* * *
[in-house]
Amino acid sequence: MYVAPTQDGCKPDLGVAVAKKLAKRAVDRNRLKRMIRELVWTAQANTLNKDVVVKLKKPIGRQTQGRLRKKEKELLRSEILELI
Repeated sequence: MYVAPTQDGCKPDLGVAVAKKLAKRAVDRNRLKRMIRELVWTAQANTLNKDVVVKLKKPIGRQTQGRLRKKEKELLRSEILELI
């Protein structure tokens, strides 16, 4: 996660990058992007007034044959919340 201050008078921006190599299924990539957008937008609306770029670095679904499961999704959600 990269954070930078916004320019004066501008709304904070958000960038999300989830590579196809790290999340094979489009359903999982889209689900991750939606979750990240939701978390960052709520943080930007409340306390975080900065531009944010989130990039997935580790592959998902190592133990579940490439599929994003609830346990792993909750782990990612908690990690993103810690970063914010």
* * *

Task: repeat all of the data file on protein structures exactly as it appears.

[in-house]
Amino acid sequence: MYVAPTQDGCKPDLGVAVAKKLAKRAVDRNRLKRMIRELVWTAQANTLNKDVVVKLKKPIGRQTQGRLRKKEKELLRSEILELI
Repeated sequence: MYVAPTQDGCKPDLGVAVAKKLAKRAVDRNRLKRMIRELVWTAQANTLNKDVVVKLKKPIGRQTQGRLRKKEKELLRSEILELI
């Protein structure tokens, strides 16, 4: 996660990058992007007034044959919340 201050008078921006190599299924990539957008937008609306770029670095679904499961999704959600 990269954070930078916004320019004066501008709304904070958000960038999300989830590579196809790290999340094979489009359903999982889209689900991750939606979750990240939701978390960052709520943080930007409340306390975080900065531009944010989130990039997935580790592959998902190592133990579940490439599929994003609830346990792993909750782990990612908690990690993103810690970063914010």